And surely the force transmitted through the suspension when a curb is hit is a direct result of the weight of the car and the speed it is doing? The only other variable, I suppose, is the angle at which the curb is hit.
DC's car weighs the same as Webber's, so unless Webber is going much faster over curbs, thus transmitting more force through his suspension than DC, I don't see how his driving style is the problem. Could Webber's angle of attack be detrimental to his car's health? Again, I don't see how. The apex of a corner doesn't move and all the drivers are trying to hit it, so how much variance can there be between the angle that one driver hits it as opposed to another?Forza Ferrari!!
2nd Sep 07, 00:50 #32
I have a hard time believing that anyone, based on random fate, can be that unlucky. In Turkey, he was the only one to break down. You say Mark has nothing to do with it? There were those that raked Ron over the coals for throwing that nice Hamilton kid to the F1 wolves and how rushing him into the big show so fast with a 2 time WDC was going to shatter his confidence. Well his confidence doesn't look shattered. You going to tell me that has all been luck? The kid's skill and driving style has had nothing to do with his success? I think some of the reliability problems that follow Mark and Kimi are of their own making, somehow.
3rd Sep 07, 00:22 #33
the fact that the "unluckiness" is happening in 3 different teams could suggest Mark is doing something wrong...Fan of Timo Glock and proud of it! 3 podiums, new start as a Virgin
3rd Sep 07, 00:31 #34
3rd Sep 07, 07:50 #35
if it was driving style someone somewhere should of picked that up surely!Casey Stoner: 2007 World Champion
3rd Sep 07, 13:25 #36
3rd Sep 07, 15:41 #37
If what has been said is true
If what has been said is true in postings to my questions, about the electronics and design of gearboxes and engines being so "electronic" that the driver can not abuse them with "random paddling", then it must be pure mechanical failure from a source other than driver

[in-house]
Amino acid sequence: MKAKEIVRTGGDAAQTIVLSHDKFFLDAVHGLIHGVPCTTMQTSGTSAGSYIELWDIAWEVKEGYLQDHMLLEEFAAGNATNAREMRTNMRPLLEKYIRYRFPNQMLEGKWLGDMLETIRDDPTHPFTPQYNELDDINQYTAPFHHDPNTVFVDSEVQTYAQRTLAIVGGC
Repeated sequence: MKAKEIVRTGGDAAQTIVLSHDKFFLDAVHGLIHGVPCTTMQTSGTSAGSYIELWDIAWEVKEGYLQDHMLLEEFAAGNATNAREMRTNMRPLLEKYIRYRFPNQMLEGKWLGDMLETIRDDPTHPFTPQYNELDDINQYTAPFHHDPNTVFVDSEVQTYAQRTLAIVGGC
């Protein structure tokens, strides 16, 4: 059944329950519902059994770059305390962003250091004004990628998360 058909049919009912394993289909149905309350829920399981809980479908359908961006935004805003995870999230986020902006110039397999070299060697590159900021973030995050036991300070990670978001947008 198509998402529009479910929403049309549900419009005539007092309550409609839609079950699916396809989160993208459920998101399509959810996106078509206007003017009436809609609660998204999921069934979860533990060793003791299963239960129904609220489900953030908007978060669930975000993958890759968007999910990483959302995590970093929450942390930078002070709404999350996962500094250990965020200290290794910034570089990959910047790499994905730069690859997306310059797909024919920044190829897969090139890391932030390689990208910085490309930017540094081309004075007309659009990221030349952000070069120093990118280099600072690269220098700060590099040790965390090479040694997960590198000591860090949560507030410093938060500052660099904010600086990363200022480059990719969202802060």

And if hitting curbs is not destroying/damaging suspension, it is difficult for me to see how it would be causing these failures in the absence of obvious chassis failureOnly the dead know the end of war. Plato
3rd Sep 07, 19:25 #38
I don't know either. Mark is quite a bit taller than the rest of the herd. Maybe it has to do with a stretched drivers tub. I don't know.
4th Sep 07, 12:51 #39
- Join Date
- May 2007
Same with tyres. Some drivers complain more about tyres that go off because they are ragged where others are stressing them less and protecting their longetivity.
There is so much fluctuating force going into a car that banging it over curbs and the such will expose any weakness that another driver may not uncover. I dont know if this is the case with Mark because he doesn't strike me as the sort but he does seem a little too unlucky.
Luck is a tangible force in F1. It's true you make your own luck but sometimes it's better to have a lucky driver than an unlucky fast one.
Lucky and fast seems to be the likes of MS, FA and LH while unlucky and fast would be KR and MW. MS is a great case in point. He made a lot of his luck but even on the days when he wasn't the quickest, he would pick up places and wins by getting the car over the line. Some say it's luck but us older heads might say it's race craft over speed.Justice is blind but doesn't have to be stupid.
4th Sep 07, 13:05 #40
Call it what you want, I'd just like to see what the man could do with a decent car that doesn't break.